Southern style: marking 60 years of music, the Gatlin Brothers

tsj column writers - southern styleBy Randall Franks

 

A sound synonymous with country radio when I was coming up was that of three brothers, Larry, Steve and Rudy Gatlin.

Larry Gatlin & the Gatlin Brothers have been dazzling audiences for 60 years and they are bringing that sound to audiences celebrating the milestone. It all began in 1955 when Larry was six, Steve was four, and Rudy was two.

After performing as youths, Larry went to college to study law but he still sought new musical opportunities, even auditioning for Elvis Presley’s backup singers – The Imperials. That door did not open but he found a champion in the talents of country singer Dottie West through that experience who encouraged him to begin writing songs.

Larry went home to Houston, wrote eight songs, sent them to Dottie and she sent him a plane ticket to Nashville. Through Dottie, Larry met Kris Kristofferson, who opened doors for Larry’s first record deal at Monument Records yielding.

Steve and Rudy moved to Nashville in 1975 and teamed up with Larry to form Larry Gatlin & the Gatlin Brothers. It wasn’t a year before the hits began rolling in beginning with the chart-topping success of the Grammy winner “Broken Lady.”

The hits continued throughout the rest of the decade, with seven more number one songs: “I Don’t Wanna Cry,” “I Just Wish You Were Someone I Love,” “Statues Without Hearts,” “Love Is Just A Game,” “All The Gold in California,” “Houston (Means I’m One Day Closer To You)” and “Night Time Magic.”

In addition to being inducted into the Grand Ole Opry, the trio was nominated for awards by the Country Music Association, the Academy of Country Music and the Music City News Awards among others. “We won some of them too,” Larry said.

A new gospel album on Curb Records, “Larry Gatlin & the Gatlin Brothers 60th Anniversary Celebration” is currently in the works.  “We’re not calling it a farewell or a final tour. We’re calling it the 60th Anniversary Celebration,” Larry said. “By no means are we retiring but after this tour we are going to slow down a little bit. The promoters are going to have to want us about three times more than they want us right now.”

“We were going to call the album, The Gospel According to Gatlin because some of the new songs are a little edgy, a little bit different. Then we realized it was our 60th anniversary so we went with that as the title” Larry said. “Steve and Rudy and I didn’t get where we are by playing it safe. We have always pushed the envelope, we have always crossed borders others were afraid to cross and we’re not going to stop now… and that is the Gospel According to Gatlin.”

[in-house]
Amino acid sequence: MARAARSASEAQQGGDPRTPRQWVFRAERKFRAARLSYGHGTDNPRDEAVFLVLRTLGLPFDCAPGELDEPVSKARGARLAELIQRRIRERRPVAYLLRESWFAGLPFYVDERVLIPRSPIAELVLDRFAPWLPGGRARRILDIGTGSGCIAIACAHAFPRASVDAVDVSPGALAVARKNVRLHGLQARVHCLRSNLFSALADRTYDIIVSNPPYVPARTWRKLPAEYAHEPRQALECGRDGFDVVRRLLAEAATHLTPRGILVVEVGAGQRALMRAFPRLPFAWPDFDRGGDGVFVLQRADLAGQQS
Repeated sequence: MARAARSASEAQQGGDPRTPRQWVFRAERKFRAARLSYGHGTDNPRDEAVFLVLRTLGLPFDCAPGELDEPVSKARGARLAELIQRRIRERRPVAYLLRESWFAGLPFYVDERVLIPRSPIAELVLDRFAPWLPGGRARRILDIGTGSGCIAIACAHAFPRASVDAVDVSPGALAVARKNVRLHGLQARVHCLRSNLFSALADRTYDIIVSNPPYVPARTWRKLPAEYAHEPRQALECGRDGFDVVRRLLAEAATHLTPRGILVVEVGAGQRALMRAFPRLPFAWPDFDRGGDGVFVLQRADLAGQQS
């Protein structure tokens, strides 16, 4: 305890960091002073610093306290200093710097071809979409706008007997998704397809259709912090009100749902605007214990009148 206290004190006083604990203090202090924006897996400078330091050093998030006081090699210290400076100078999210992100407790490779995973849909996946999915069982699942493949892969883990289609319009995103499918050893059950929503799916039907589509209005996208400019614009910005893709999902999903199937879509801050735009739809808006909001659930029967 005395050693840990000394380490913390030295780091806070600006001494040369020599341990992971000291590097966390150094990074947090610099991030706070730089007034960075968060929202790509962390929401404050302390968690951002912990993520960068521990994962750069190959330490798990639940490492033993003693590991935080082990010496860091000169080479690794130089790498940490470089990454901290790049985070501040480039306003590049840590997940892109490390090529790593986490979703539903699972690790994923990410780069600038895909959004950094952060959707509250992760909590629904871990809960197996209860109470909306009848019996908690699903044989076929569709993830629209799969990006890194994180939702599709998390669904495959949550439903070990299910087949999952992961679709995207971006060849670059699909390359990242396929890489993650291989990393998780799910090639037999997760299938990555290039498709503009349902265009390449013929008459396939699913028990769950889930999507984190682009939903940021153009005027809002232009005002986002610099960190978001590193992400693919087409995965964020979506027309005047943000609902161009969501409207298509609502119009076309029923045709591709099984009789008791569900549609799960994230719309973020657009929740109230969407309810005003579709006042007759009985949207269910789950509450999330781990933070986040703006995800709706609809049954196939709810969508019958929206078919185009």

I encourage you to check out their music or see a concert, it will be well worth your time.

“We’re not cutting back because we can’t draw a crowd or that we can’t sing anymore. Today we sound just like we did 40 years ago, pretty dad-burn good,” Larry said. “We’re not being run out of the business.  We’re not going broke. We’re not down to bread and milk money. We just think it’s time to do some other things, slow down a little bit and do it with class and dignity on our own terms.

“There are other priorities in life. I have two granddaughters. Brother Steve has seven grandchildren and Rudy has two kids,” he said. “We still love the fans and the road and we still love to sing but we want to spend more quality time with our families. We are grateful to God for our fabulous run and we can’t wait to see what else He has in store.”

(Randall Franks is an award-winning musician, singer and actor. He is best known for his role as “Officer Randy Goode” on TV’s “In the Heat of the Night” now on WGN America. His latest CD release, “Mississippi Moon,” is by Crimson Records. He is a member of the Independent Country Music Hall of Fame. His latest book is “Encouragers I: Finding the Light.” He is a syndicated columnist for http://randallfranks.com/ and can be reached at rfrankscatoosa@gmail.com.)

 

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